The Astonishing Life of August March - Aaron Jackson
The boy was born in the Scarsenguard Theater on West Forty-Third Street during the intermission of These Dreams We Cherish. His mother, Vivian Fair, had just flawlessly delivered the rousing speech that concluded act 1. As soon as the curtains touched the boards, thunderous applause still ringing in her ears, Vivian waddled backstage, closed the door to her dressing room, and delivered, not a stirring monologue, but her son. She plopped the screeching, slimy creature into a basketful of soiled blouses, severed the umbilical cord with an eyelash curler, and was back in the wings just in time for places, a consummate professional.
The play over, Miss Fair was removing her wig when the baby’s cry startled her so that she nearly stabbed herself with a bobby pin.
A baby. She’d nearly forgotten. Vivian walked over to the basket and peered down at the newborn. Such a pathetic creature. Wrinkly and red and so very small, his tiny fists bunched, punching the air.
A sharp knock on her door caused Vivian to curse. She tossed a shawl over the newborn to hide it just as the knocker, a silly costar of Vivian’s with less talent than a coffee mug, poked her head in.
“Oh, sorry. Didn’t mean to startle you,” said the costar.
“What do you want?” Vivian snapped.
“Didn’t you hear? A producer was in the audience tonight. From Hollywood! He’s at Carlisle’s now!”
“Hollywood!” Vivian cried, clutching her neck. “Give me three minutes—I’ll meet you outside.”
With expertise, Vivian applied a becoming smear of lipstick, tousled her hair, and looked ready for even the most scrutinizing of closeups.
“You’re a star,” she whispered to her reflection.
The baby cried again.
Now here was a decision. She’d told no one about the pregnancy. These Dreams We Cherish was a period drama; hoop skirts had concealed her belly for months. And she certainly hadn’t told the father, whoever he was. Vivian had been meaning to deal with the situation, to make arrangements, but life kept interfering: an opening, a party, a gala. Events like that were important to her career, she’d thought. She’d figure out what to do about the baby later.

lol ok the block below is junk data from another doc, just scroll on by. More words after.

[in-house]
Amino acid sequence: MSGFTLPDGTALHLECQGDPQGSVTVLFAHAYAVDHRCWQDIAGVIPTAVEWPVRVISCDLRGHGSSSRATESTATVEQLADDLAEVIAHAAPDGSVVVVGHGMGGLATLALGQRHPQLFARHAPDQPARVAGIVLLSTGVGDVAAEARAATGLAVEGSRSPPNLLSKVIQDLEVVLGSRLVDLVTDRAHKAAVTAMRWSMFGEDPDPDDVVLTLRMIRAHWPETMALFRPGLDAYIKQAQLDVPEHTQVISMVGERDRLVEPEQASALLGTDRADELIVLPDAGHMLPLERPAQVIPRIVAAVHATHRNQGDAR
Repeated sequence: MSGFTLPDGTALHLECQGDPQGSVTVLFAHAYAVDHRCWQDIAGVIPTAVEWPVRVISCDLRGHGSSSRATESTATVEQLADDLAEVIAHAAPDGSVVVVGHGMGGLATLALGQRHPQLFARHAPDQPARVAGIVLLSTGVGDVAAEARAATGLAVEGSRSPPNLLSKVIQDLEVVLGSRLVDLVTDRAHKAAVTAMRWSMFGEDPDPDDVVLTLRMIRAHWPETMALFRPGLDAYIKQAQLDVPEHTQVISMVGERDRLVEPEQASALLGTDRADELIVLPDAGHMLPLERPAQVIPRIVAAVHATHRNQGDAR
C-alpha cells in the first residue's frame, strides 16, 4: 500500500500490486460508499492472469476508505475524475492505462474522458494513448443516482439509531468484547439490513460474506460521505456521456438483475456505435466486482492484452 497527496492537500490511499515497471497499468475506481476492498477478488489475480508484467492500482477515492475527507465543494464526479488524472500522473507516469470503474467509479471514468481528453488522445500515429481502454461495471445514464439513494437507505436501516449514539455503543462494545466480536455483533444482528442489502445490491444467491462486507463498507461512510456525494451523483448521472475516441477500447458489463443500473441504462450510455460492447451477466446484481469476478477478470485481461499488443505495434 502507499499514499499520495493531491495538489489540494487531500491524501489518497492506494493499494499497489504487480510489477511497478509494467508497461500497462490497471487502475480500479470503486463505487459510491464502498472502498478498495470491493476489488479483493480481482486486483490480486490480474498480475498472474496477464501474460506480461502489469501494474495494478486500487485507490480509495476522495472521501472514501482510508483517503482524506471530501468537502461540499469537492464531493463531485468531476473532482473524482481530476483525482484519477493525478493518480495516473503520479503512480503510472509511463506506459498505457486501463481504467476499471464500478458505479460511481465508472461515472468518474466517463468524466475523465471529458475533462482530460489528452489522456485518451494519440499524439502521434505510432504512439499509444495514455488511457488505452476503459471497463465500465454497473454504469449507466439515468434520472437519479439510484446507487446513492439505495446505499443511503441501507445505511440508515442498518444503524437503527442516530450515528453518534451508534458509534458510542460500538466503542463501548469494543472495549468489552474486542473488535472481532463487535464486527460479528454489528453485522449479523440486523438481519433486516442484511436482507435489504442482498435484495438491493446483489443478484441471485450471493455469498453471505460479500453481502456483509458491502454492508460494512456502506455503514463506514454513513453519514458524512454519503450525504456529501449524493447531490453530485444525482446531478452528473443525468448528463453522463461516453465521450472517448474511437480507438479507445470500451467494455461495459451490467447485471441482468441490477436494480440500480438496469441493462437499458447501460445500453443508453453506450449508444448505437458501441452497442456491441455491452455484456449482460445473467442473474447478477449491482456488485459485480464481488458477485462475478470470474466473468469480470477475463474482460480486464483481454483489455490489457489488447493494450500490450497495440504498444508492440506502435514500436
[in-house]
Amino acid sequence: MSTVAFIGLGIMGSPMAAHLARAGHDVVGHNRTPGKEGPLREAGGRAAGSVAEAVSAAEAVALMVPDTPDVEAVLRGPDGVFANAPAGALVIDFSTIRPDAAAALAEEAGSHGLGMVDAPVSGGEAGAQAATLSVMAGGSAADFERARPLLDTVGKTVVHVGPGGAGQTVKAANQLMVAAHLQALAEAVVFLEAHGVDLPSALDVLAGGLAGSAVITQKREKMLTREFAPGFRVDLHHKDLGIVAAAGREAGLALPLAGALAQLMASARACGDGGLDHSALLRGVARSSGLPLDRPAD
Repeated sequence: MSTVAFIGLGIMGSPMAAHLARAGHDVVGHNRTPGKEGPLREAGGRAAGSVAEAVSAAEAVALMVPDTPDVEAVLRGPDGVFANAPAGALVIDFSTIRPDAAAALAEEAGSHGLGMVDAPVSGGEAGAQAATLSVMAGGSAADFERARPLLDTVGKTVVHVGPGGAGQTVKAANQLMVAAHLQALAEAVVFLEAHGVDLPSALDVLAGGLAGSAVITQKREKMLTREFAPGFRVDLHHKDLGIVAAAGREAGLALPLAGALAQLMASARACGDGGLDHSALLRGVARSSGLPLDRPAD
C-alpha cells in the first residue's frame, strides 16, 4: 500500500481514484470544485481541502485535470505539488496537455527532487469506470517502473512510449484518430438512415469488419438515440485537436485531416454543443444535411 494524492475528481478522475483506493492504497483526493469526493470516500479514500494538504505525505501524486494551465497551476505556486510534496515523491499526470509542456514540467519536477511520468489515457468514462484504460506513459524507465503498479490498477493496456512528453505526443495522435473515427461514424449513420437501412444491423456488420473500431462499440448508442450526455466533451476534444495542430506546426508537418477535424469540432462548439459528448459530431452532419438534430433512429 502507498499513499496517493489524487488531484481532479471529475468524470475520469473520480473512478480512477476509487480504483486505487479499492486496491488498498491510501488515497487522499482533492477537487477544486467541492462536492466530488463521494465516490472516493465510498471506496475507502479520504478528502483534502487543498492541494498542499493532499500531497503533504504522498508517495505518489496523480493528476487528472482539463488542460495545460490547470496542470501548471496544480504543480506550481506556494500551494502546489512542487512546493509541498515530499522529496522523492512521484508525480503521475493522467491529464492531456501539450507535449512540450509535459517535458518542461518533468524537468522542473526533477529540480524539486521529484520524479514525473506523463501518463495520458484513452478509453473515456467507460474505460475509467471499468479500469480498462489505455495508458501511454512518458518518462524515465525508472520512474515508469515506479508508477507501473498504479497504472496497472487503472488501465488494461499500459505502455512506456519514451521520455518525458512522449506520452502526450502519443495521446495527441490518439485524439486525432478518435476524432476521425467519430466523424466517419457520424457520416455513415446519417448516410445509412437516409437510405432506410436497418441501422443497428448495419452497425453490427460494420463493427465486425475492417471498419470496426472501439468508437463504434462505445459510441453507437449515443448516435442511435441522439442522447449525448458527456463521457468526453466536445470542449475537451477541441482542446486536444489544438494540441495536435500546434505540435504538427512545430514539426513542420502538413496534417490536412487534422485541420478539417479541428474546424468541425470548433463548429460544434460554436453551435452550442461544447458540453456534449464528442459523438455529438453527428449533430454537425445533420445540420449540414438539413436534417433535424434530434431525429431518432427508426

But now that the child had officially arrived, she found she wasn’t ready to be a mother. Not in the slightest. There was still so much she wanted to achieve.
Someone would find the boy and give him a marvelous home. Or that’s what she told herself as she dashed off to Carlisle’s with the rest of the cast for an evening of sidecars and schmoozing.
Much later that evening, as Vivian was kissing the bigwig Hollywood producer, he whispered to her what she’d told her reflection just a few hours prior.
“You’re a star.”
Vivian smiled, knowing she’d made the right decision.
Motherhood would be so horrible for her image.
* * *
Eugenia Butler was old. Ancient even. Brittle, bitter, and biting, she’d been employed as the Scarsenguard Theater’s laundress longer than anyone could remember. Longer than even she could remember.
Eugenia liked her work. And even if she didn’t, how else was she going to spend her evenings? Alone? Her mother had left her a quaint brownstone on East Twenty-Third Street, and though she loved it, Eugenia didn’t need to wander through an empty house every night. She preferred to keep busy.
So the day after her mother passed, Eugenia went out and secured herself a job at the Scarsenguard. What year had that been? It was 1933 now. Or was it ’34? Whatever year it was, her mother had most certainly died in 1865. Or somewhere right around there. Eugenia shrugged. Numbers had never been her strong suit. Common sense, good tailoring, and a solid